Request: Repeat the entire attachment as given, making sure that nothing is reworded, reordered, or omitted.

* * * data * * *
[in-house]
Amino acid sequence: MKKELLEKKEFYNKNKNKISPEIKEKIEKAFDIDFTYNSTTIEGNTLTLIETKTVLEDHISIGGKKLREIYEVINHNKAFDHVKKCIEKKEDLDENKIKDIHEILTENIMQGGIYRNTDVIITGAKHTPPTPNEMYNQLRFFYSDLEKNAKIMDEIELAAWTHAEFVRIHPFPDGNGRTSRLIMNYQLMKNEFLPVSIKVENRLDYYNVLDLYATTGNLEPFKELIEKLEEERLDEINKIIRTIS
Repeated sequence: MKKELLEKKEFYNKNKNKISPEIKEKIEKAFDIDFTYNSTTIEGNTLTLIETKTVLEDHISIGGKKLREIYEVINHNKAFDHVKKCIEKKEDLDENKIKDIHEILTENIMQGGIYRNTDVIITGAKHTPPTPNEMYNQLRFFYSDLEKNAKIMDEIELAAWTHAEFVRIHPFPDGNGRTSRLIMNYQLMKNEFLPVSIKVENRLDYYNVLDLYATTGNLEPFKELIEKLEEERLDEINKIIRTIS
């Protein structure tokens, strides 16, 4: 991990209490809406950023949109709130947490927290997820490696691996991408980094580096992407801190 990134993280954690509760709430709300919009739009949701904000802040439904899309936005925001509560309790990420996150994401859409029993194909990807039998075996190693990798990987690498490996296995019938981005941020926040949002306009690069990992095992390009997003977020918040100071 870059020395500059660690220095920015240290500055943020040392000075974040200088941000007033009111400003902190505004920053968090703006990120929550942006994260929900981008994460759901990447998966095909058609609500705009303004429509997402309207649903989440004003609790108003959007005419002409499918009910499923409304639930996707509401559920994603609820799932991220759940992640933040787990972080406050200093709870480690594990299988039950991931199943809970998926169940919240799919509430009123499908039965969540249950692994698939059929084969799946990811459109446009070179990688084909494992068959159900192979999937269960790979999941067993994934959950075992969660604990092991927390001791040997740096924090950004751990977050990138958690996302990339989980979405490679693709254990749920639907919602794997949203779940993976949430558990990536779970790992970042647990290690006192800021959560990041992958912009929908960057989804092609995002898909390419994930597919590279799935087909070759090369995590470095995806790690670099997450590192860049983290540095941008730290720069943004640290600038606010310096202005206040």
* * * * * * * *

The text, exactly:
[in-house]
Amino acid sequence: MKKELLEKKEFYNKNKNKISPEIKEKIEKAFDIDFTYNSTTIEGNTLTLIETKTVLEDHISIGGKKLREIYEVINHNKAFDHVKKCIEKKEDLDENKIKDIHEILTENIMQGGIYRNTDVIITGAKHTPPTPNEMYNQLRFFYSDLEKNAKIMDEIELAAWTHAEFVRIHPFPDGNGRTSRLIMNYQLMKNEFLPVSIKVENRLDYYNVLDLYATTGNLEPFKELIEKLEEERLDEINKIIRTIS
Repeated sequence: MKKELLEKKEFYNKNKNKISPEIKEKIEKAFDIDFTYNSTTIEGNTLTLIETKTVLEDHISIGGKKLREIYEVINHNKAFDHVKKCIEKKEDLDENKIKDIHEILTENIMQGGIYRNTDVIITGAKHTPPTPNEMYNQLRFFYSDLEKNAKIMDEIELAAWTHAEFVRIHPFPDGNGRTSRLIMNYQLMKNEFLPVSIKVENRLDYYNVLDLYATTGNLEPFKELIEKLEEERLDEINKIIRTIS
């Protein structure tokens, strides 16, 4: 991990209490809406950023949109709130947490927290997820490696691996991408980094580096992407801190 990134993280954690509760709430709300919009739009949701904000802040439904899309936005925001509560309790990420996150994401859409029993194909990807039998075996190693990798990987690498490996296995019938981005941020926040949002306009690069990992095992390009997003977020918040100071 870059020395500059660690220095920015240290500055943020040392000075974040200088941000007033009111400003902190505004920053968090703006990120929550942006994260929900981008994460759901990447998966095909058609609500705009303004429509997402309207649903989440004003609790108003959007005419002409499918009910499923409304639930996707509401559920994603609820799932991220759940992640933040787990972080406050200093709870480690594990299988039950991931199943809970998926169940919240799919509430009123499908039965969540249950692994698939059929084969799946990811459109446009070179990688084909494992068959159900192979999937269960790979999941067993994934959950075992969660604990092991927390001791040997740096924090950004751990977050990138958690996302990339989980979405490679693709254990749920639907919602794997949203779940993976949430558990990536779970790992970042647990290690006192800021959560990041992958912009929908960057989804092609995002898909390419994930597919590279799935087909070759090369995590470095995806790690670099997450590192860049983290540095941008730290720069943004640290600038606010310096202005206040």